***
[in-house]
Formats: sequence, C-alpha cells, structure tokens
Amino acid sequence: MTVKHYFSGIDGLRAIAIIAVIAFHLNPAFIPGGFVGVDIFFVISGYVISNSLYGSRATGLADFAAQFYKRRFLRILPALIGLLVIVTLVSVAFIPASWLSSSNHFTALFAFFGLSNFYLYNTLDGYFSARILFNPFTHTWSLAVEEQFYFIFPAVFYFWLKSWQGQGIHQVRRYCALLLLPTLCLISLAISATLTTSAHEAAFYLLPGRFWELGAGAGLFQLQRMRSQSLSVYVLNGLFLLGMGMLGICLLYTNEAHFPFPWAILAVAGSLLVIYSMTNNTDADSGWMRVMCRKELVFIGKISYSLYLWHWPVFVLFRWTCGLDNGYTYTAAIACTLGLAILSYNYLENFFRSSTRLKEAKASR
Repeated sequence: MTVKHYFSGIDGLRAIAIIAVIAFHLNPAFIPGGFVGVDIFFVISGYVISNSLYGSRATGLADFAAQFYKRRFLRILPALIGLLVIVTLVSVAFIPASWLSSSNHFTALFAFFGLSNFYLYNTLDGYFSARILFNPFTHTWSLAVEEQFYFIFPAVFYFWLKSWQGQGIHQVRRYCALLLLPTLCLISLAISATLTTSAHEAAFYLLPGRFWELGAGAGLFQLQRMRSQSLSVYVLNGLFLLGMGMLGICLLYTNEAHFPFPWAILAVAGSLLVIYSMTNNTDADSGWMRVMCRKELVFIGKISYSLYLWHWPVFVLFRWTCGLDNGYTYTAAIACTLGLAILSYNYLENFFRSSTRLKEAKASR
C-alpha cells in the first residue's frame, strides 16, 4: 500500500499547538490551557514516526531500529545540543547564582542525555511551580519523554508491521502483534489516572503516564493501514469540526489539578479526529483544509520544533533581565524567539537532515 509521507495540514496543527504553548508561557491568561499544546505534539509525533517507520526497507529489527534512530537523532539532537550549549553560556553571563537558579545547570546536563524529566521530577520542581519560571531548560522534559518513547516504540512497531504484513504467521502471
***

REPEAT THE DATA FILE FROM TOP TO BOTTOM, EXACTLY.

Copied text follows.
[in-house]
Formats: sequence, C-alpha cells, structure tokens
Amino acid sequence: MTVKHYFSGIDGLRAIAIIAVIAFHLNPAFIPGGFVGVDIFFVISGYVISNSLYGSRATGLADFAAQFYKRRFLRILPALIGLLVIVTLVSVAFIPASWLSSSNHFTALFAFFGLSNFYLYNTLDGYFSARILFNPFTHTWSLAVEEQFYFIFPAVFYFWLKSWQGQGIHQVRRYCALLLLPTLCLISLAISATLTTSAHEAAFYLLPGRFWELGAGAGLFQLQRMRSQSLSVYVLNGLFLLGMGMLGICLLYTNEAHFPFPWAILAVAGSLLVIYSMTNNTDADSGWMRVMCRKELVFIGKISYSLYLWHWPVFVLFRWTCGLDNGYTYTAAIACTLGLAILSYNYLENFFRSSTRLKEAKASR
Repeated sequence: MTVKHYFSGIDGLRAIAIIAVIAFHLNPAFIPGGFVGVDIFFVISGYVISNSLYGSRATGLADFAAQFYKRRFLRILPALIGLLVIVTLVSVAFIPASWLSSSNHFTALFAFFGLSNFYLYNTLDGYFSARILFNPFTHTWSLAVEEQFYFIFPAVFYFWLKSWQGQGIHQVRRYCALLLLPTLCLISLAISATLTTSAHEAAFYLLPGRFWELGAGAGLFQLQRMRSQSLSVYVLNGLFLLGMGMLGICLLYTNEAHFPFPWAILAVAGSLLVIYSMTNNTDADSGWMRVMCRKELVFIGKISYSLYLWHWPVFVLFRWTCGLDNGYTYTAAIACTLGLAILSYNYLENFFRSSTRLKEAKASR
C-alpha cells in the first residue's frame, strides 16, 4: 500500500499547538490551557514516526531500529545540543547564582542525555511551580519523554508491521502483534489516572503516564493501514469540526489539578479526529483544509520544533533581565524567539537532515 509521507495540514496543527504553548508561557491568561499544546505534539509525533517507520526497507529489527534512530537523532539532537550549549553560556553571563537558579545547570546536563524529566521530577520542581519560571531548560522534559518513547516504540512497531504484513504467521502471